Find out more at http://www.dmitrybaevsky.com/home.htm; you can buy the CD at http://www.sharpnine.com/ — or check Dmitry’s schedule and buy one from him at the gig.  Welcome and congratulations! 

ITALO LOVES JAZZ!

Who is this happy man?

Why, Italo Assogna, that’s who.  No, he doesn’t play cornet with the Pescara Hot Stompers, but he loves jazz with all his heart. 

How did we meet him? 

Italo is the manager of Pino’s, a wonderful Italian restaurant on the High Street of Lechlade in Gloucestershire, GL7 3AD, where the Beloved and I had lunch today.  I know this isn’t a food blog or a restaurant blog, but we had what Louis would call a truly dee-licious meal there.  And we met Italo’s charming fiancee, Maria, as well.

 “But this is a jazz blog!” I hear you insisting.  True enough. 

Italo loves jazz.  I knew this when I went inside the restaurant and heard a strangely familiar sound coming through the speakers — the closing instrumental choruses of PRETTY LITTLE MISSY by Signore Armstrong, followed by HAVE YOU MET MISS JONES? by the same person.  I found out that Italo had chosen the music, and we had a long chat about what kinds of jazz would be best for a restaurant (I suggested Ben Webster with strings, followed by Clifford Brown with strings; the Beloved suggested Paul Desmond; I thought of Hank Jones and Jimmy Rowles).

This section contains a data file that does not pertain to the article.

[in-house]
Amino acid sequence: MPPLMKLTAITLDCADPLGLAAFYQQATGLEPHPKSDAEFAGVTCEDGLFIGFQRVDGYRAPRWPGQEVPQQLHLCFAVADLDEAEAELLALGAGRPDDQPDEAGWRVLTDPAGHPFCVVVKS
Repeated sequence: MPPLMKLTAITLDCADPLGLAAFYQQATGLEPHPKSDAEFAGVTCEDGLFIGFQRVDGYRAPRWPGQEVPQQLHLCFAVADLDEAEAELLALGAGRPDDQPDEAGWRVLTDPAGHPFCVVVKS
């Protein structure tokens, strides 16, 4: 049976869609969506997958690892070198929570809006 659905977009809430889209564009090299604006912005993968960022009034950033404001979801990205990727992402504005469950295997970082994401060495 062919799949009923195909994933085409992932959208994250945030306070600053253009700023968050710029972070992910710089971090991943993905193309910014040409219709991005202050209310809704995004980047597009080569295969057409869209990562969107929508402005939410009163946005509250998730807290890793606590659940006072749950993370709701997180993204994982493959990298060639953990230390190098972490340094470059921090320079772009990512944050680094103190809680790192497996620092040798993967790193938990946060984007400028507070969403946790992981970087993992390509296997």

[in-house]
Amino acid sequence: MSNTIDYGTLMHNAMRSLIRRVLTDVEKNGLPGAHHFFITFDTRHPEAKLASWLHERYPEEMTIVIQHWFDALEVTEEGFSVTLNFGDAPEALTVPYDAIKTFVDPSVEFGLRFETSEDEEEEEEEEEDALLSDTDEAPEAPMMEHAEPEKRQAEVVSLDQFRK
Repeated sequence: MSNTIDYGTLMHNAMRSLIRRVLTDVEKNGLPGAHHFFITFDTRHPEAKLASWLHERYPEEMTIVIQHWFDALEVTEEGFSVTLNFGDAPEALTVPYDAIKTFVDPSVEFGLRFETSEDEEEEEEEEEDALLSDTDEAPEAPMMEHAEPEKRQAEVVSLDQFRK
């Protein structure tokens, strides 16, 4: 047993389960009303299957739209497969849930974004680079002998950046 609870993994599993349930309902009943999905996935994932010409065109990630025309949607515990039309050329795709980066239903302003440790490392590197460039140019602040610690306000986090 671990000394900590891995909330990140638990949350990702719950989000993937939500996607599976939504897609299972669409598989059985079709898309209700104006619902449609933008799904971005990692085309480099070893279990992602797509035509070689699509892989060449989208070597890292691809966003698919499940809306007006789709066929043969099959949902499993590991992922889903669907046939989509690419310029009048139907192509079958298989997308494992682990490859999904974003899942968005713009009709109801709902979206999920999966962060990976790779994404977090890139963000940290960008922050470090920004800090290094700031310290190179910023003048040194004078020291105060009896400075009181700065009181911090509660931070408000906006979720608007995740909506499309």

But Italo and Maria were two of the most enthusiastic and charming people we have met on our UK trip, and I think they would stand out anywhere as wonderful individuals.  We will remember them — and the extraordinary food — long after we are back in New York.  And Italo loves jazz! 

Mille grazie!

WHAT ED BEACH GAVE US

I’ve just learned that Ed Beach is dead.  He was 86 and had lived in Oregon (his home state) for a long time.  No service is planned, so people who recall him, love him, and love what he did will have to perform their own affectionate memorials in their heads.

Fittingly, for a man who spent his life as a voice coming through the speaker, there is no picture of Beach on Google Images.  But that voice — cavernous, drawling, amused, dragging out certain syllables — is here in my memory, and when people like myself who grew up listening to Beach speak of him, one of them will bring forth his cherished phrases and start laughing.